Self-Sovereign ID for KYC and AML

Self-Sovereign ID for KYC and AML

Self-Sovereign ID for KYC and AML

Self-Sovereign ID for KYC and AML

Self-Sovereign ID is essential to know your customer (KYC). In financial services the compliance process is collecting and verifying client identification. Anti-money laundering (AML) application requires correct identification documents. All applications for any financial service require correct, verified identification.

Banks and Insurance companies spend enormous sums on compliance. Self-Sovereign ID will completely solve the waste of time, money and resources by replacing that entire process with one standardized digital solution.

Know your customer (KYC) CIS Template (example)

Know your client guidelines

The know your customer or know your client (KYC) guidelines in financial services require that professionals make an effort to verify the identity, suitability, and risks involved with maintaining a business relationship. The procedures fit within the broader scope of a bank’s anti-money laundering (AML) policy.

KYC processes are also employed by companies of all sizes for the purpose of ensuring their proposed customers, agents, consultants, or distributors are anti-bribery compliant, and are actually who they claim to be.

Banks, insurers, export creditors, and other financial institutions are increasingly demanding that customers provide detailed due diligence information.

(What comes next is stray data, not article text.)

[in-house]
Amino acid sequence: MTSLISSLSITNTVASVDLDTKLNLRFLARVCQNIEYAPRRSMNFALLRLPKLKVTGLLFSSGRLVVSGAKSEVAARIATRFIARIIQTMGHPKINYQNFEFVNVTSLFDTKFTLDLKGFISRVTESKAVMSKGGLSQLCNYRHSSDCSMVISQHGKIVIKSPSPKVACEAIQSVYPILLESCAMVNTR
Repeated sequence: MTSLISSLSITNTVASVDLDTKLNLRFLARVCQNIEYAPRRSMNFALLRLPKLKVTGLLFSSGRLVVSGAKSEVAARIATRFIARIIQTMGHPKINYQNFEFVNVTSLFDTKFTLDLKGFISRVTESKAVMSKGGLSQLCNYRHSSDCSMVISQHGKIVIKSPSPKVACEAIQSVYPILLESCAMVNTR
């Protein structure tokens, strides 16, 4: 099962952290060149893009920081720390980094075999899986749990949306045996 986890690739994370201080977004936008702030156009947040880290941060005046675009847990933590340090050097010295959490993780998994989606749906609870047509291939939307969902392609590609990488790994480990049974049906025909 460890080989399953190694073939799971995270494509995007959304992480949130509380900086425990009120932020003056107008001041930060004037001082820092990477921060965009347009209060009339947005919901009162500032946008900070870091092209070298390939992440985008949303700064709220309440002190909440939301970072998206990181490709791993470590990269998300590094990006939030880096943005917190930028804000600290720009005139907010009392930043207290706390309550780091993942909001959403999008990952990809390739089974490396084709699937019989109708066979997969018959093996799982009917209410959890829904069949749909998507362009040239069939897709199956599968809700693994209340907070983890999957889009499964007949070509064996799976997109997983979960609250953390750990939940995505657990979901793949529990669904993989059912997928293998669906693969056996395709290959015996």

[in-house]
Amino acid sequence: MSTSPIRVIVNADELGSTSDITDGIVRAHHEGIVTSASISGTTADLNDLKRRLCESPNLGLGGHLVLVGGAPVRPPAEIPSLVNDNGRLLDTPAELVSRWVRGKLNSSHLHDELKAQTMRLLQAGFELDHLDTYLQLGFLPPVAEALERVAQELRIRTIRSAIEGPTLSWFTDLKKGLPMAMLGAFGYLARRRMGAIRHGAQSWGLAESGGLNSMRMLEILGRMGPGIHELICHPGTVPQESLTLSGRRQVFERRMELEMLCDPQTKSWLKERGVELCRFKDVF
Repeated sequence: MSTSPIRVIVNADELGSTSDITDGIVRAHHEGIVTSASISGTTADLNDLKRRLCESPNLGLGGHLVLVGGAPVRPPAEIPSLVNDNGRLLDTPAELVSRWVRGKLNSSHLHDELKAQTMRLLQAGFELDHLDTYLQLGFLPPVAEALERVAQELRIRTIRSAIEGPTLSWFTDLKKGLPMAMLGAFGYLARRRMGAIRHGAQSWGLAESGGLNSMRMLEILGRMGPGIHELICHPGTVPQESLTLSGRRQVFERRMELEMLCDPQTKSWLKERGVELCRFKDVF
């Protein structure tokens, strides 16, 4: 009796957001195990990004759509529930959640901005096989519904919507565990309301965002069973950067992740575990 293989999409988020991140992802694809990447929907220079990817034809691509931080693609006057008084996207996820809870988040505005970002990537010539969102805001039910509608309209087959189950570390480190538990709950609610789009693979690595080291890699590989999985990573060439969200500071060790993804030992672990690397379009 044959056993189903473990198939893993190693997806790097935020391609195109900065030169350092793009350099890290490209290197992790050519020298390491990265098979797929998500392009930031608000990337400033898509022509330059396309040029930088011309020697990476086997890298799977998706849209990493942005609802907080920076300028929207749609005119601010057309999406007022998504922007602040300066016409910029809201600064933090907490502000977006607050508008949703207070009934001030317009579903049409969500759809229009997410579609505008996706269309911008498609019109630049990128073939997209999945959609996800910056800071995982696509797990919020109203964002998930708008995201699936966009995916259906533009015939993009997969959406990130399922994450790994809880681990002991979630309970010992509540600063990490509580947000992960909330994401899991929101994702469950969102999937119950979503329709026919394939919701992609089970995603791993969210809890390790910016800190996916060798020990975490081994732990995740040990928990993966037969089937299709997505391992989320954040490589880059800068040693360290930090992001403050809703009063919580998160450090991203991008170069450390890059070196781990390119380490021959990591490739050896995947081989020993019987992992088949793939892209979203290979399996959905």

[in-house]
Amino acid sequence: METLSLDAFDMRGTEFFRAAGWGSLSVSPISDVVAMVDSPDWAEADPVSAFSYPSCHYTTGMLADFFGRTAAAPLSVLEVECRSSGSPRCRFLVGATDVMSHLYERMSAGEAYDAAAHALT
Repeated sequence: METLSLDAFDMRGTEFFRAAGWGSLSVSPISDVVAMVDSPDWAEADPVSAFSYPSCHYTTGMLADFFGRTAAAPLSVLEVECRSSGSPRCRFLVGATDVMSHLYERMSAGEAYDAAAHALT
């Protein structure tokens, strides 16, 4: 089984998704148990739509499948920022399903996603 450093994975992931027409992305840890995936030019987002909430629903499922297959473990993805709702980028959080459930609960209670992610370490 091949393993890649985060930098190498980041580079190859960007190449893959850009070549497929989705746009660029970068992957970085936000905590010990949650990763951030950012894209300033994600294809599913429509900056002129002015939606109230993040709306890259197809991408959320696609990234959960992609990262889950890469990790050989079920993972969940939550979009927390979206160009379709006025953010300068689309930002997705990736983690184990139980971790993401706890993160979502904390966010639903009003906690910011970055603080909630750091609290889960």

Initially, these regulations were imposed only on the financial institutions but now the non-financial industry, fintech, virtual assets dealers, and even non-profit organizations are liable to oblige.

The objective of KYC guidelines is to prevent businesses from being used by criminal elements for money laundering. Related procedures also enable businesses to better understand their customers and their financial dealings. This helps them manage their risks in a well-judged manner. Today, KYC principles apply to banks as well as different online businesses. They usually frame their KYC policies incorporating the following four key elements;

  • Customer acceptance policy;
  • Customer identification procedures;
  • Monitoring of transactions; and
  • Risk management.

The stringent regulatory environment establishes KYC as a mandatory and crucial procedure for financial institutions as well as non-financial institutions. As it minimizes the risk of fraud, by identifying suspicious elements earlier on in the client-business relationship.


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